Electrons move from photosystem II to photosystem I via the ETC. From photsystem II, they are transfered to the enzyme
NADP-Reductase
which uses them to reduce NADP+ into NADPH.

Produces both ATP and NADPH

Requires water.
Cyclic Electron Flow
Electrons move from photosystem I to the ETC before returning to photosystem I.

Only produces ATP.

Does not require water.
Why?
The Calvin cycle will require
9 ATP
and
6 NADPH
for every sugar produced.
Need a little more ATP? Send those electrons back through the ETC!
Fun Fact:
Even if you are growing plants indoors, you are still using sunlight to do it, just a version that was stored in the chemical bonds of the fossil fuels that are being used to power the electric lights.
2
Fun Fact:
The Calvin cycle is named for Melvin Calvin, who discovered it by using radioactive C-14 to trace the path of carbon through the cycle.

He received a Nobel Prize for his efforts in 1961.

It is also commonly referred to as simply "
Carbon Fixation
"

It is never, ever, called "The Dark Reactions"
Outputs
3 CO
9 ATP
6 NADPH
Inputs
1 G3P
9 ADP + Pi
6 NADP+
Enjoy this Analogy!
Three Phases:
Every step of the Calvin Cycle is controlled by an enzyme (not shown)
1.
Carbon Fixation
: Ribulose Bisphosphate Carboxylase (aka "
RuBisCo
") mediates the transfer of a molecule of Carbon Dioxide onto a molecule of
Ribulose Bisphosphate
(
RuBP
- 5 C)

2.
Reduction
: ATP and NADPH are used to rearrange RUBP into
Glyceraldehyde 3-phosphate
(
G3P
, aka
PGAL
) a three-carbon sugar.

3.
Regeneration
: ATP is used to reconstitute RuBP from G3P
Where's the Sugar?
In order to get 1 G3P as a product of the Calvin Cycle, 3 molecules of carbon dioxide have to be joined to three molecules of RuBP.

This makes 6 molecules of G3P, 1 of which is a net product.

The other 5 G3P are used to regenerate three molecules of RuBP.

G3P is a sugar building block. 2 G3P can make 1 6 carbon sugar. Many G3P can make a polysaccharide.
(per G3P)
*-if they are present
Consider everyone you know, every pet you have ever had, every ancestor in your lineage...they have all been able to exist for the simple fact that photoautotrophs make more food than they need and produce oxygen gas as a waste product.
Well...
Also...
Modern industry is more and more interested in using plants to do all sorts of things (like make
biofuels
, for instance).
An evolutionary quirk
Rubisco
evolved in conditions of low oxygen gas concentration.
As a result, its active site has a high
affinity
for (can bind easily to) oxygen gas.

Which is a problem.
Why?
Photorespiration
The metabolic pathway that occurs when rubisco incorporates Oxygen instead of Carbon Dioxide into RuBP.

A metabolic dead end. Uses ATP but produces no sugar.

Best if avoided.
Lots of times, not a problem.
As long as a plant can keep its
stomates
open and exchanging gas with the environment, photorespiration is kept to a minimum.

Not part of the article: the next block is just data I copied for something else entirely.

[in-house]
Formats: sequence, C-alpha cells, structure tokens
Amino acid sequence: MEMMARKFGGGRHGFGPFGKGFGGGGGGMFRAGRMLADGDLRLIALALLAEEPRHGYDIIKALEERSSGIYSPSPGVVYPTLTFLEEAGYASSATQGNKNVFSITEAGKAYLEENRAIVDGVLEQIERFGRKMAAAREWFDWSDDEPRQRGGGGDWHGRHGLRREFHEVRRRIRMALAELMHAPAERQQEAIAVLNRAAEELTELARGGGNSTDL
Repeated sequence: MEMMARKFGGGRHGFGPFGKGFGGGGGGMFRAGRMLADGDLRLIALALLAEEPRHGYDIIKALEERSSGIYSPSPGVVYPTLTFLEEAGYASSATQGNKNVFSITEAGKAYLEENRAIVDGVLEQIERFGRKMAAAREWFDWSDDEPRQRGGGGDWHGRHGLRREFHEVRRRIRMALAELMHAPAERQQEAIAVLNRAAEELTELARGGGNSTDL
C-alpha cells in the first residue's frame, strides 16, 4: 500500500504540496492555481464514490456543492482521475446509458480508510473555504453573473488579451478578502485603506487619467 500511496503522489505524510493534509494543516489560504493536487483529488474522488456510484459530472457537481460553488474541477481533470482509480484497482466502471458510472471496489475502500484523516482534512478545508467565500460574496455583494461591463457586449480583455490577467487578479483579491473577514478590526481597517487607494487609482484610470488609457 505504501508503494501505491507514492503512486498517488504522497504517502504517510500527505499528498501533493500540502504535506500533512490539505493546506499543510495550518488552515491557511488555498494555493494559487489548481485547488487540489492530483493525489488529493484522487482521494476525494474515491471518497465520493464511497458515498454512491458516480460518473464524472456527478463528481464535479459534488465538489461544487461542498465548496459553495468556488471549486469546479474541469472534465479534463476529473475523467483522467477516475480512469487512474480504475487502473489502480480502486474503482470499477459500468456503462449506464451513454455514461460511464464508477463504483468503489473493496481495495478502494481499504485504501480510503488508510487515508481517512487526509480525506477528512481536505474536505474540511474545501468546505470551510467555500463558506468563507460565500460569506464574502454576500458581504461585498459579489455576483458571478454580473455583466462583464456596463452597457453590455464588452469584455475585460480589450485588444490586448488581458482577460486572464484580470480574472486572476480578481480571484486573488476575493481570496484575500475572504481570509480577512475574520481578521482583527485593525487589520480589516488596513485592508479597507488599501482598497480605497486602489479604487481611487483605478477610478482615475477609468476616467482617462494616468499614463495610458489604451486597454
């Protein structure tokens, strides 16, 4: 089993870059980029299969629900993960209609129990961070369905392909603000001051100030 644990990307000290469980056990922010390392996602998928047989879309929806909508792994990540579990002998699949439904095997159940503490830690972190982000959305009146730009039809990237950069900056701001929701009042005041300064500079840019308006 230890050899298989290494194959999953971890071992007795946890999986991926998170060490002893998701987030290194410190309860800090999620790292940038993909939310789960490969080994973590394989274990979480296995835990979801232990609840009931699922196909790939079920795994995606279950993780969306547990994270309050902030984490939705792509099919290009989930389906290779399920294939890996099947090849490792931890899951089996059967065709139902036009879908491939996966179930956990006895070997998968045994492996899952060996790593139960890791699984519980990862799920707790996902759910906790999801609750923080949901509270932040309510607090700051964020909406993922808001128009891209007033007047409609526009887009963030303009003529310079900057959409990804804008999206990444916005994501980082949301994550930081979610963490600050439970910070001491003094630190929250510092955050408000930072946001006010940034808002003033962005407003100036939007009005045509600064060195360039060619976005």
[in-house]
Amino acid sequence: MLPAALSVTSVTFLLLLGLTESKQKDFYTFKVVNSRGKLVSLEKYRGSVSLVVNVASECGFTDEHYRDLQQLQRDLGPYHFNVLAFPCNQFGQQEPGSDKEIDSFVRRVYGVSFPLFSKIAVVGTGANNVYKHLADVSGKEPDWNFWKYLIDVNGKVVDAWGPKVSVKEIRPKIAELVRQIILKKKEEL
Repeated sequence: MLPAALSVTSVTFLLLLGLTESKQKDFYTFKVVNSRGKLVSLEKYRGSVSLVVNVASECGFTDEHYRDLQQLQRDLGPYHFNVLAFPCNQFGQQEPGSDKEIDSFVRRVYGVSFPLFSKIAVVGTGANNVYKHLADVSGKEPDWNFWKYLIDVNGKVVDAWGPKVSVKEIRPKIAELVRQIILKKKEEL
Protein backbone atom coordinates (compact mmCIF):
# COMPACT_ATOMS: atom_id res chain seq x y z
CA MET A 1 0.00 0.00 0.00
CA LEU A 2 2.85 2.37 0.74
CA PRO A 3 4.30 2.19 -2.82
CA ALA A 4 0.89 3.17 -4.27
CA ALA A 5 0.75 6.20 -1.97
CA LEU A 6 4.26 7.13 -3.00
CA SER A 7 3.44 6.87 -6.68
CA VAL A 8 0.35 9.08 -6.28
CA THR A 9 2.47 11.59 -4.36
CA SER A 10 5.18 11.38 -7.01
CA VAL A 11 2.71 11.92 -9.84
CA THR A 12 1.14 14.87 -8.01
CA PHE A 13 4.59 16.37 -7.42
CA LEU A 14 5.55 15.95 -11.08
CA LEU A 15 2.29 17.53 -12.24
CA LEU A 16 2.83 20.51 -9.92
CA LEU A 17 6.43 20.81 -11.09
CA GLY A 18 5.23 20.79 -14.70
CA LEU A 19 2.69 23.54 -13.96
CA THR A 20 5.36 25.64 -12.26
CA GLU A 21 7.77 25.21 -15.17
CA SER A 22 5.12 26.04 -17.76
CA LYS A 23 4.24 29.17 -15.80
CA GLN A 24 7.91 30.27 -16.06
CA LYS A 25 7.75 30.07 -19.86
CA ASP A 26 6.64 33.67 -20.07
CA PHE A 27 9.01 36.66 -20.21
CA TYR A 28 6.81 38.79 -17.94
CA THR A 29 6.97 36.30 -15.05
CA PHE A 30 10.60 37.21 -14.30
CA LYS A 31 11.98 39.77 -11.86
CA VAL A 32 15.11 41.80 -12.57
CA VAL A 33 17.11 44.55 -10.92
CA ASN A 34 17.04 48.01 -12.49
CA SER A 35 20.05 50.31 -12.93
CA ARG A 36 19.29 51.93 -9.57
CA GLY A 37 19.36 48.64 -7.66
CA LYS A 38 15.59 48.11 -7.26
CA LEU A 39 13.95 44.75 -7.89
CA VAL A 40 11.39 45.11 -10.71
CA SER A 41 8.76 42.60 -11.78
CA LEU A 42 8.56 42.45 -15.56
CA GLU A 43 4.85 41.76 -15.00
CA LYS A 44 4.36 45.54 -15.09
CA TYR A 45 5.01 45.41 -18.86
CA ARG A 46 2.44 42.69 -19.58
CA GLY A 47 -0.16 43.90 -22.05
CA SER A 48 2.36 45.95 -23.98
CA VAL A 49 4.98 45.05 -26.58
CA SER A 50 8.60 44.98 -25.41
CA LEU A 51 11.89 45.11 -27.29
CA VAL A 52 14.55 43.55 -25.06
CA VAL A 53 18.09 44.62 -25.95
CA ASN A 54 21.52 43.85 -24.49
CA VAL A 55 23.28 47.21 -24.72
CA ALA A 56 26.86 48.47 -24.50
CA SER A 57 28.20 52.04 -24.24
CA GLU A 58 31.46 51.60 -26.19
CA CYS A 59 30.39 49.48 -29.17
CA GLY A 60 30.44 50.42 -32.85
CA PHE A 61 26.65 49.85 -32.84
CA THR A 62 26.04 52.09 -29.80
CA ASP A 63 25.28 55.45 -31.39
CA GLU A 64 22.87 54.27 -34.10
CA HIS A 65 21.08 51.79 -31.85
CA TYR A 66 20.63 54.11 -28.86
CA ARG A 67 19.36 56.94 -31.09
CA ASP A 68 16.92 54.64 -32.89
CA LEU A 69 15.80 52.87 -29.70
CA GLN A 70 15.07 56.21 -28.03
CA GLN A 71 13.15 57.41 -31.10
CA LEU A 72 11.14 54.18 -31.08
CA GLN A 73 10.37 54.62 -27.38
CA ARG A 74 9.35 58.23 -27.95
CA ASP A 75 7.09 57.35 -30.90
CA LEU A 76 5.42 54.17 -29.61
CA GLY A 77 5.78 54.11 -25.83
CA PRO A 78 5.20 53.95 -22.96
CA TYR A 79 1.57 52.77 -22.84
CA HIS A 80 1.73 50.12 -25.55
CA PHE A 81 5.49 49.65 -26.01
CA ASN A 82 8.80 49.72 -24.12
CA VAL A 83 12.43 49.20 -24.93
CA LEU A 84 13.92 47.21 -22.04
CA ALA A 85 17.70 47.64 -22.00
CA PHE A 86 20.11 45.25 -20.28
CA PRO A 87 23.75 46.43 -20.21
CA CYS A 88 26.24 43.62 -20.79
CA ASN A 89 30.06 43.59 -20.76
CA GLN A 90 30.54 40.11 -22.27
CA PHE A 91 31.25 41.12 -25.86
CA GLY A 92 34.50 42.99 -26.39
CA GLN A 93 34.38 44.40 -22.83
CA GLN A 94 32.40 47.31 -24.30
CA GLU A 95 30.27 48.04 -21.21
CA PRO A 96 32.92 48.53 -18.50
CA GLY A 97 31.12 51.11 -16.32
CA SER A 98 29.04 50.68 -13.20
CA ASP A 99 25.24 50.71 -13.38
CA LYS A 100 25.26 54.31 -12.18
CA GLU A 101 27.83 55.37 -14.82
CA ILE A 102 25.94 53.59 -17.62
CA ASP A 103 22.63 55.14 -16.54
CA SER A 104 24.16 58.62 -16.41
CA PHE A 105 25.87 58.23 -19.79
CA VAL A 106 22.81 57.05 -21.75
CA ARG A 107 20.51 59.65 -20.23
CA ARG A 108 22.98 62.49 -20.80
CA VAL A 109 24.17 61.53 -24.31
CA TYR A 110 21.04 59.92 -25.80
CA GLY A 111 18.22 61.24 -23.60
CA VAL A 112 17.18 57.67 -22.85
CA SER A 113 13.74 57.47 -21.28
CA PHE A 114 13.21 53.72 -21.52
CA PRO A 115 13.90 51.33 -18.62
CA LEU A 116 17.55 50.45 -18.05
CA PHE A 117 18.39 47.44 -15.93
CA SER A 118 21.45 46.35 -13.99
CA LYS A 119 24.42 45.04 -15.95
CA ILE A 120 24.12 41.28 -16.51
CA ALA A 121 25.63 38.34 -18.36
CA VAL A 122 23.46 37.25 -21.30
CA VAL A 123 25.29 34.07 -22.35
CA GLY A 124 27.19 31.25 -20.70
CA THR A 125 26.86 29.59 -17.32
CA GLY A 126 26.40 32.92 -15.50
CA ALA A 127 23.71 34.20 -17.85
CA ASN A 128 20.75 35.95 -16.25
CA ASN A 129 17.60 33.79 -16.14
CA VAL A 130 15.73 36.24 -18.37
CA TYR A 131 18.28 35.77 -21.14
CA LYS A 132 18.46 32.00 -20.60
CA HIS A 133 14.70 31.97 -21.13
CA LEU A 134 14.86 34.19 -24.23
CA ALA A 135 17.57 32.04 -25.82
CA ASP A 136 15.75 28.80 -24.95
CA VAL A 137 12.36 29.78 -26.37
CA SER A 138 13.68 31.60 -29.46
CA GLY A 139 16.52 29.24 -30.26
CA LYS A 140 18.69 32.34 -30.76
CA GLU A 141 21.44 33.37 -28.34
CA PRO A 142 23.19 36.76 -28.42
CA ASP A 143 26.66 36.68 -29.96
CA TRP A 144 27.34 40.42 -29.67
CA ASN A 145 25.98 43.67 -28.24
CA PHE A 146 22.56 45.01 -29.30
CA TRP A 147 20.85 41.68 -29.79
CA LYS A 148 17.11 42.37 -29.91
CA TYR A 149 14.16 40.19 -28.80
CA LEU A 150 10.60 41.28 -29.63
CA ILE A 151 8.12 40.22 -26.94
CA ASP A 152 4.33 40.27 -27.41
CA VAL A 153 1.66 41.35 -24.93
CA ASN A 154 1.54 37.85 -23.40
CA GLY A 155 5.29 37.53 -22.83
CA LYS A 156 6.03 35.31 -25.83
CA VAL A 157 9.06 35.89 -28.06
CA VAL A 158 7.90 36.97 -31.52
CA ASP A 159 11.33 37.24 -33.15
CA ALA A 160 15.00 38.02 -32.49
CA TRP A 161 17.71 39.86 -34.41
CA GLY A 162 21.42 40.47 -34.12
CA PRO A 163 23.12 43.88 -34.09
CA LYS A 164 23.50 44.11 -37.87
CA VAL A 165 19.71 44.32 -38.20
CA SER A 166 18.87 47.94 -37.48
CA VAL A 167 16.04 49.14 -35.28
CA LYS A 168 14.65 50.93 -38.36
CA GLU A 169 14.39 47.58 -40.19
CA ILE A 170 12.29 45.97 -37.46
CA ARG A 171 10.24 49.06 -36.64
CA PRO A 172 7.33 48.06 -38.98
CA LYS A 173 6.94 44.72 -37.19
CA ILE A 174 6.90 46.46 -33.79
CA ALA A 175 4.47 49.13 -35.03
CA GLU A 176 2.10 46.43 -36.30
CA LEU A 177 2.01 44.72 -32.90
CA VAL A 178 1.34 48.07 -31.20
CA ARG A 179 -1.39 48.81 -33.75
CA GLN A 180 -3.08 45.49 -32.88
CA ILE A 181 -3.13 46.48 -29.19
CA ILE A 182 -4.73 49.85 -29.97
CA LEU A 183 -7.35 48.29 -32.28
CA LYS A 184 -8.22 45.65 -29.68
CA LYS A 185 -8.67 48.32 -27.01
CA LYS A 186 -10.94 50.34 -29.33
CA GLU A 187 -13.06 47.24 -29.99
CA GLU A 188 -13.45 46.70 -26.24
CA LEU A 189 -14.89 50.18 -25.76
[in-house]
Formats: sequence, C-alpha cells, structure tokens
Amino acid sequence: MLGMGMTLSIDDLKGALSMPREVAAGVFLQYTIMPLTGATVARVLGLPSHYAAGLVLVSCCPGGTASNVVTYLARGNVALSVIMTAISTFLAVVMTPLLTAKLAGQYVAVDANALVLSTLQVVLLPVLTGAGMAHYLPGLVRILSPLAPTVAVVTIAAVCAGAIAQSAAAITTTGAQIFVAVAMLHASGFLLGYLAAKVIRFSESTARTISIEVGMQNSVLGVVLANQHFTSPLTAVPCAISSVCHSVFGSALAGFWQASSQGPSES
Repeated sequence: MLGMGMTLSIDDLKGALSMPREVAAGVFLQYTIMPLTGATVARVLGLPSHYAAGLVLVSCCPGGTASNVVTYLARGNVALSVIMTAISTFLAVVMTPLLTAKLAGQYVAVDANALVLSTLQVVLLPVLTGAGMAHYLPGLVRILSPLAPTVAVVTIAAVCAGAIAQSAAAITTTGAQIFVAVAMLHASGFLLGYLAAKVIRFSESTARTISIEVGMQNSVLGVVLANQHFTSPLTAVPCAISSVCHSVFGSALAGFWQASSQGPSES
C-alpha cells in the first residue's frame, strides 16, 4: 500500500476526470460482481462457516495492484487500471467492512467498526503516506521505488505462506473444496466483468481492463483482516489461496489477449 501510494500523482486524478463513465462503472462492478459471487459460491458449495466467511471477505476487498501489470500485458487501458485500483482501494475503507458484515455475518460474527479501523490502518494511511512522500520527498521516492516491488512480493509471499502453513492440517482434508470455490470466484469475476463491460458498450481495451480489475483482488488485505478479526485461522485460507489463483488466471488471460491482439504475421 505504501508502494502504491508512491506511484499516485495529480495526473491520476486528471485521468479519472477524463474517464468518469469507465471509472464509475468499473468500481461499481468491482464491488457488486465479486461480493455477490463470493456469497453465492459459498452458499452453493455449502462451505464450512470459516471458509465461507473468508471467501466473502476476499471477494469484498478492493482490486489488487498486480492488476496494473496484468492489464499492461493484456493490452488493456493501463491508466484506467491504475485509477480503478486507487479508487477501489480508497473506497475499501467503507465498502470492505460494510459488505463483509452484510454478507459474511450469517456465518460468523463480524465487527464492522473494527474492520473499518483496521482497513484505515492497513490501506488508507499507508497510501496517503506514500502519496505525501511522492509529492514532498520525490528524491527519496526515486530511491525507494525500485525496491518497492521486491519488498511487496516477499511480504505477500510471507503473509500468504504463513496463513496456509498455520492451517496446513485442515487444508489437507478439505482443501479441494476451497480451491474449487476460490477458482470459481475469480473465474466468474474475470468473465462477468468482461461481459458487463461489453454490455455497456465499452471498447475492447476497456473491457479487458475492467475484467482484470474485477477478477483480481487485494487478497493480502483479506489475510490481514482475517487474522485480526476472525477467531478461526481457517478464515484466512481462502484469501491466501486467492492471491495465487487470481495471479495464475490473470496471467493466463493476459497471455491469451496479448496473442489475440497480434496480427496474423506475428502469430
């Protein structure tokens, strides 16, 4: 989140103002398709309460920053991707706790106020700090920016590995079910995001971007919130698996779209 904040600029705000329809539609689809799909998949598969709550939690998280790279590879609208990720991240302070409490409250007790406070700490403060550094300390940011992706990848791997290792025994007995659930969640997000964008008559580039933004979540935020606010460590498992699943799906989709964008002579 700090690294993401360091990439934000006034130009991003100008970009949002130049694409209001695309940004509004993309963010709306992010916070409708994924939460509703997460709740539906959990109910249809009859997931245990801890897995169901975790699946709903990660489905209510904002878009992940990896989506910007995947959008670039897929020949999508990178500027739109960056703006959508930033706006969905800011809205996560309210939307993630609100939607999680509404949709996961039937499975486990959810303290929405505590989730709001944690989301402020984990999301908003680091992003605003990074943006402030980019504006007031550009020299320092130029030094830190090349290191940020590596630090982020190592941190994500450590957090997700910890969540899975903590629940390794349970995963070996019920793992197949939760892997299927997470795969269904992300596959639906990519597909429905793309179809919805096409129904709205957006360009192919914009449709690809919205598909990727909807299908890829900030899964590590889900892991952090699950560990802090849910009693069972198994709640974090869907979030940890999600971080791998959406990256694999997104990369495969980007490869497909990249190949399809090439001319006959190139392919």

2 major adaptations to the rescue!
C4 Leaves:
CAM Plants:
Spatial Separation
Carbon fixation occurs in
mesophyll cells.

Carbon dioxide is incorporated into a 4C organic acid (
malate
) by the enzyme
PEP carboxylase
(which has a very low affinity for oxygen).

The 4C acid is then transported to
bundle sheath cells
, where the carbon dioxide is cleaved from the 4C acid.

Since the bundle sheath cells are surrounded by mesophyll, their oxygen gas concentration remains low, even as the light reactions occur in the mesophyll cells.
But there are environments where keeping stomates open will lead to
dessication
(drying out).

But, closed stomates = increasing [oxygen gas] and decreasing [carbon dioxide]
= increased photorespiration.

=
NOT GOOD!
C3 Leaves:
No adaptations for minimizing photorespiration
Both stages of photosynthesis occur in the same cell simultaneously.

Oxygen and Carbon Dioxide are exchanged with the environment through the stomates.

Sugars are transported to
vascular tissue
for transport throughout the plant.

Happy times!
Temporal Separation
Carbon fixation occurs during the evening, when open stomates will not lead to dessication.

The carbon dioxide is stored in an organic acid.

During the day, the organic acid store is used to supply the calvin cycle with carbon dioxide.
Big Question
Make Sure You Can:
C H O + 6O
2
6CO + 6H O
12
6
6
2
2
Oxidized
Reduced
Water will be
oxidized
(it is the "
reducing agent
").
Carbon will be
reduced
(it is the "
oxidizing agent
").
An
anabolic
,
endergonic
process
How do living systems process energy?
Explain how photoautotrophic energy processing allows for the production of useful energy for organisms.

Explain why and how photoautotrophic energy processing is controlled.

Identify the reduction and oxidation reactions that occur in photosynthesis.

Explain the processes and identify all inputs and outputs of all steps of photosynthesis.

Relate the different steps of photosynthesis to their locations in the cell.

Compare the adaptations that have been made to reduce photorespiration.

Compare photosynthesis with cellular respiration.

Explain how photosynthesis provides the energetic foundation for the vast majority of life on Earth.
Without light, you wouldn't be able to eat anything. And you want to eat, don't you? DON'T YOU?!?!
It would apologize, if it could...
G3P!
Chloroplast
Mitochondria
Oxygen,
Organic Molecules (ex. glucose)
Carbon Dioxide,
Water
ATP
Heat
Light
Plants!
Coach says it's called the "
Z-Scheme
"
2
ATP, NADPH
ADP + Pi, NADP+
Get into this!
Watch this!

To continue to view/listen to the video as you move through the Prezi, click here:
As with cellular respiration, there is A LOT to this video & Prezi. Keep focusing on the big picture (energy transfer) and the 2 main processes:
Light Dependent Reactions
and the
Calvin Cycle
(Light Independent Reactions).
Goal is still the same: Produce ATP!
Do NOT try to memorize! (but you need to know RuBisCo!)
x 2 =
Glucose
Sucrose (for transport)
Starch (for storage)
Other organic molecules (lipids, proteins, etc.)
Habitat:
High Daytime Temps.
Intense Sunlight


Habitat
:
High Daytime Temps.
Intense Sunlight
Low Soil Moisture

Examples:
Cacti
Pineapple
(A Protist - Not a Plant!)
Examples:
Corn
Crabgrass
Sugarcane
Sorghum
And you thought it was only plants...
Full transcript